Startups Use Crowdfunding Platforms for Marketing

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Jason GrillCrowdfunding platforms such as Kickstarter and Indiegogo have become an essential tool for established startups and entrepreneurs trying to understand the reception of their products and find support for their brands. While these sites still house many proposals dreamt up in bedrooms and garages, they have seen an influx of products from venture backed companies which don’t seem to be using these sites for funding.

“If we simply wanted money then we could cut out Kickstarter,” said Proud, referencing his company, Hello Inc.’s 5% cut of all funds raised by any project. ”It’s not the most efficient way to get money. But it is the best way to reach people.”

In late July, Proud used Kickstarter to debut his company’s first product, a sleep-tracking device that sits next to your bed called “Sense.” Addressing a crowd before the product’s debut, CEO highlighted a main dilemma for fledgling consumer electronics startups: how do you generate public interest in your product if your company only just got going? Trying to launch a product after just announcing your company is impossible.

Jibo, a Boston-based social robotics firm, had a similiar experience with Indiegogo last month. CEO and founder Cynthia Breazeal noted that partnering with Indiegogo allowed for the company to test the market readiness of its product and get the word out to potential developers. Jibo has already raised more than $1.4 million in three weeks, crushing its original $100,000 goal.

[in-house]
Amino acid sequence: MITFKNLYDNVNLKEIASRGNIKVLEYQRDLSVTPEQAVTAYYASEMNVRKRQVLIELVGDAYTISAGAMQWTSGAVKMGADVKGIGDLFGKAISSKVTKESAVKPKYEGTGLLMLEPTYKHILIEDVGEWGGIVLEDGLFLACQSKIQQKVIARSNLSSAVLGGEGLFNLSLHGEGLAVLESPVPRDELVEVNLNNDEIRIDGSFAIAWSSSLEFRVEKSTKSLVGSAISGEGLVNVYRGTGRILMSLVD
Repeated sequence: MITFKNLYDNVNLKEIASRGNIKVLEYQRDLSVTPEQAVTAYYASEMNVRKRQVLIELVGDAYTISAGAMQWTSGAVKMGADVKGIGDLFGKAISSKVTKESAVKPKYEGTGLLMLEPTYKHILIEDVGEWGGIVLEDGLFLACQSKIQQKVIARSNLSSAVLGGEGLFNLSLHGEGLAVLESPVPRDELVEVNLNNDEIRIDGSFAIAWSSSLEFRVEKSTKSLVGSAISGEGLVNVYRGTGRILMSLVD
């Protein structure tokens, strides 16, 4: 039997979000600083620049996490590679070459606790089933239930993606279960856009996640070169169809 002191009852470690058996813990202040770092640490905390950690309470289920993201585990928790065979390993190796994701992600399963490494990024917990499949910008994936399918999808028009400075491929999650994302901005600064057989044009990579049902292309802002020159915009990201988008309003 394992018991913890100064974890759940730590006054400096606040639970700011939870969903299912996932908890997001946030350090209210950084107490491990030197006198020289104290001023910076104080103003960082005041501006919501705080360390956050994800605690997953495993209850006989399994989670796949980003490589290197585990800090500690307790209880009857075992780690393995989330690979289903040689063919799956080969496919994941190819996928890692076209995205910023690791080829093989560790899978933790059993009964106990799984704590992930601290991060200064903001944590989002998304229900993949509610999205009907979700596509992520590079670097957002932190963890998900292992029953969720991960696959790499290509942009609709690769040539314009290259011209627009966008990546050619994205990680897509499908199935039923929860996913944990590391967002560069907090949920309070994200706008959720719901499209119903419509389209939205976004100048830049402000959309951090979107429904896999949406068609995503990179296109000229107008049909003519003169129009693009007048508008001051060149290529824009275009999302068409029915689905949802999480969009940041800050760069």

Since Indiegogo’s founding in 2008, CEO Slava Rubin noted that there has been an evolution in the types of projects listed on the site. These days there are more “expert” companies.

“The spirit of these crowdfunding campaigns have become a tremendous accelerator,” Breazeal said. ”These are not just cash desiring guys in garages, who need the money to build, that are doing it.”

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Improving Your Public Relations

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Regular press coverages can have an impact on data-analysis companies visibility and growth. There are necessary things to remember when trying to be successful in the entrepreneur world.

Having a “call to action” is a must. Do not spend resources to increase your traffic until you know exactly what you want the traffic to do and how it will bring you success. If you are prepared to invest resources to drive traffic to a certain web page, make sure it has a clear call to action, like filling out a form, subscribing to a newsletter, or buying a product.